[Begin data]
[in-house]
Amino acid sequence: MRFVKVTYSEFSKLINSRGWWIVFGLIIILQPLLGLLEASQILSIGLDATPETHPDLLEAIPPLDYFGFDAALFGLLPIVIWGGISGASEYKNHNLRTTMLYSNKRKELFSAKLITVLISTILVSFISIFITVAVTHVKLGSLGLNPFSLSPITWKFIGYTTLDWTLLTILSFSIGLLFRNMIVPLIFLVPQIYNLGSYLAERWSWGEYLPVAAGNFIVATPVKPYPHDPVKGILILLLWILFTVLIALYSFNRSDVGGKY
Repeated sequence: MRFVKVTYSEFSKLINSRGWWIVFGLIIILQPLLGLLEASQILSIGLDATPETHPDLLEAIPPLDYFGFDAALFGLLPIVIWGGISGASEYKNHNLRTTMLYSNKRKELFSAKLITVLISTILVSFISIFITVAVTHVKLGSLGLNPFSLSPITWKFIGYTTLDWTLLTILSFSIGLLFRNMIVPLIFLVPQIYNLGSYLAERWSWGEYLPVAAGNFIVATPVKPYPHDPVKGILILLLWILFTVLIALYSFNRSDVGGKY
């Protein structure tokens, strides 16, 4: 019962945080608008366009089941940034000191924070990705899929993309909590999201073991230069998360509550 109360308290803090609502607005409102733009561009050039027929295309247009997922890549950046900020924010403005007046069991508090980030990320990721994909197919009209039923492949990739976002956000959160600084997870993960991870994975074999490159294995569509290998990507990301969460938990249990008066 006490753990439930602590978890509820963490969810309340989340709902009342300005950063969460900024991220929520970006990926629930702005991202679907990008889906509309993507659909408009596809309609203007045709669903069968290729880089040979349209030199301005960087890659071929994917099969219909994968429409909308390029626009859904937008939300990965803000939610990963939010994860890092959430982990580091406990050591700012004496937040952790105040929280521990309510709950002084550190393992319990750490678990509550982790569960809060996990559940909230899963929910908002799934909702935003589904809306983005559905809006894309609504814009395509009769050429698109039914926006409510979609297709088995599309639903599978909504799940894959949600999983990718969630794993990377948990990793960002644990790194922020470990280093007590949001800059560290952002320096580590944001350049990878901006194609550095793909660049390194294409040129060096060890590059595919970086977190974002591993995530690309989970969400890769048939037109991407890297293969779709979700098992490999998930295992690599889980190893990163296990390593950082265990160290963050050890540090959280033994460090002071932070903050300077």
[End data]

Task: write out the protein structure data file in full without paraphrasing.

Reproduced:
[in-house]
Amino acid sequence: MRFVKVTYSEFSKLINSRGWWIVFGLIIILQPLLGLLEASQILSIGLDATPETHPDLLEAIPPLDYFGFDAALFGLLPIVIWGGISGASEYKNHNLRTTMLYSNKRKELFSAKLITVLISTILVSFISIFITVAVTHVKLGSLGLNPFSLSPITWKFIGYTTLDWTLLTILSFSIGLLFRNMIVPLIFLVPQIYNLGSYLAERWSWGEYLPVAAGNFIVATPVKPYPHDPVKGILILLLWILFTVLIALYSFNRSDVGGKY
Repeated sequence: MRFVKVTYSEFSKLINSRGWWIVFGLIIILQPLLGLLEASQILSIGLDATPETHPDLLEAIPPLDYFGFDAALFGLLPIVIWGGISGASEYKNHNLRTTMLYSNKRKELFSAKLITVLISTILVSFISIFITVAVTHVKLGSLGLNPFSLSPITWKFIGYTTLDWTLLTILSFSIGLLFRNMIVPLIFLVPQIYNLGSYLAERWSWGEYLPVAAGNFIVATPVKPYPHDPVKGILILLLWILFTVLIALYSFNRSDVGGKY
């Protein structure tokens, strides 16, 4: 019962945080608008366009089941940034000191924070990705899929993309909590999201073991230069998360509550 109360308290803090609502607005409102733009561009050039027929295309247009997922890549950046900020924010403005007046069991508090980030990320990721994909197919009209039923492949990739976002956000959160600084997870993960991870994975074999490159294995569509290998990507990301969460938990249990008066 006490753990439930602590978890509820963490969810309340989340709902009342300005950063969460900024991220929520970006990926629930702005991202679907990008889906509309993507659909408009596809309609203007045709669903069968290729880089040979349209030199301005960087890659071929994917099969219909994968429409909308390029626009859904937008939300990965803000939610990963939010994860890092959430982990580091406990050591700012004496937040952790105040929280521990309510709950002084550190393992319990750490678990509550982790569960809060996990559940909230899963929910908002799934909702935003589904809306983005559905809006894309609504814009395509009769050429698109039914926006409510979609297709088995599309639903599978909504799940894959949600999983990718969630794993990377948990990793960002644990790194922020470990280093007590949001800059560290952002320096580590944001350049990878901006194609550095793909660049390194294409040129060096060890590059595919970086977190974002591993995530690309989970969400890769048939037109991407890297293969779709979700098992490999998930295992690599889980190893990163296990390593950082265990160290963050050890540090959280033994460090002071932070903050300077």